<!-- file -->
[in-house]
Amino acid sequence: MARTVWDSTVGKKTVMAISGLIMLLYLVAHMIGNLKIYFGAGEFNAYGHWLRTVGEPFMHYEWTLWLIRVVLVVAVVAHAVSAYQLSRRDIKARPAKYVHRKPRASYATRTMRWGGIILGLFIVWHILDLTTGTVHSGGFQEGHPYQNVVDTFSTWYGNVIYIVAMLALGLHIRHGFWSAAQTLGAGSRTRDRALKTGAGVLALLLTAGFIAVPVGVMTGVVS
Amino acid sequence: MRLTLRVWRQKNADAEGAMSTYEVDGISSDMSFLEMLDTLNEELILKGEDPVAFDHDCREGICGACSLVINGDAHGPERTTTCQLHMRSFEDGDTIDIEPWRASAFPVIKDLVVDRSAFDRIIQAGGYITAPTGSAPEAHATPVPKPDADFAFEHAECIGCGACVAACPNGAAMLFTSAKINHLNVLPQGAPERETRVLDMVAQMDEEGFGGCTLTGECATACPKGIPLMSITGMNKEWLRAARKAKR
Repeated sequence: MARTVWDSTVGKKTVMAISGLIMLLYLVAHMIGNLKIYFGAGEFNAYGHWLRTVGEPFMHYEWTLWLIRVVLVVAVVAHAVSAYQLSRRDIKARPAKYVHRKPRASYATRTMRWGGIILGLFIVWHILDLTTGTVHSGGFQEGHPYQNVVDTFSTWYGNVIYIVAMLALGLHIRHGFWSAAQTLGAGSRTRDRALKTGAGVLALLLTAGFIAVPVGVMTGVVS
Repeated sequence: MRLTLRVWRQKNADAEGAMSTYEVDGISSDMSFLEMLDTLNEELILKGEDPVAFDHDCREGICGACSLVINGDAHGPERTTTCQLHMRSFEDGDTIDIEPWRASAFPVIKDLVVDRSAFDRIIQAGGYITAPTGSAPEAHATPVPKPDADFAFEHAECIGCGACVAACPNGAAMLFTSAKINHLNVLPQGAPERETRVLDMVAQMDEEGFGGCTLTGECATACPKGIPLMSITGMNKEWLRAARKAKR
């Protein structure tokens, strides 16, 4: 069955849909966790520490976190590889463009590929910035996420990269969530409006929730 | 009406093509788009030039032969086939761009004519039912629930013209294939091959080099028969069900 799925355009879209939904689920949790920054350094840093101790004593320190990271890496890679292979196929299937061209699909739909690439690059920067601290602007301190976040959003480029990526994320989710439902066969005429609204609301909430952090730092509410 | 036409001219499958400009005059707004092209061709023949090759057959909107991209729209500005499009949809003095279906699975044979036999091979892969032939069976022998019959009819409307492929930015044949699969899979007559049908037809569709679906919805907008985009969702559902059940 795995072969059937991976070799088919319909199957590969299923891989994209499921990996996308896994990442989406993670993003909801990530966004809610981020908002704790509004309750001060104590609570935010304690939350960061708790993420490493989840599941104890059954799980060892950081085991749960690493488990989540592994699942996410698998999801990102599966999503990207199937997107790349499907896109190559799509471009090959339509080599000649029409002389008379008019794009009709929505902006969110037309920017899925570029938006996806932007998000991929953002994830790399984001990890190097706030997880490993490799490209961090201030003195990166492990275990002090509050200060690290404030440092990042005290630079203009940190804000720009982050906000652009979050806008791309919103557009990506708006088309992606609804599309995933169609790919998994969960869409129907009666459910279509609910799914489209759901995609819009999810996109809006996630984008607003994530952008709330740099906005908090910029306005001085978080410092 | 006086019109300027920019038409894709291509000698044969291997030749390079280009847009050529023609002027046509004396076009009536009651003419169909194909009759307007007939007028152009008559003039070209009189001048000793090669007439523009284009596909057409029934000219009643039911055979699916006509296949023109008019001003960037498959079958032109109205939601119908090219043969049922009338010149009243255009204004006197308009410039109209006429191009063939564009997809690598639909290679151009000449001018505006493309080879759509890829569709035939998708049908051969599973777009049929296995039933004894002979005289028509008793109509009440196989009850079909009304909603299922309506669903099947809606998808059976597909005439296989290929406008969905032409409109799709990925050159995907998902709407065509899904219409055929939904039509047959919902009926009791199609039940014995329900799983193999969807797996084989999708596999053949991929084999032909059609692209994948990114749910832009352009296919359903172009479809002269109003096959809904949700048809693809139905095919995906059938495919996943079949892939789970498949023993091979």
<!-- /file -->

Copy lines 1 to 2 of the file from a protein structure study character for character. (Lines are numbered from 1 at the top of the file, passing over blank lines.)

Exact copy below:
[in-house]
Amino acid sequence: MARTVWDSTVGKKTVMAISGLIMLLYLVAHMIGNLKIYFGAGEFNAYGHWLRTVGEPFMHYEWTLWLIRVVLVVAVVAHAVSAYQLSRRDIKARPAKYVHRKPRASYATRTMRWGGIILGLFIVWHILDLTTGTVHSGGFQEGHPYQNVVDTFSTWYGNVIYIVAMLALGLHIRHGFWSAAQTLGAGSRTRDRALKTGAGVLALLLTAGFIAVPVGVMTGVVS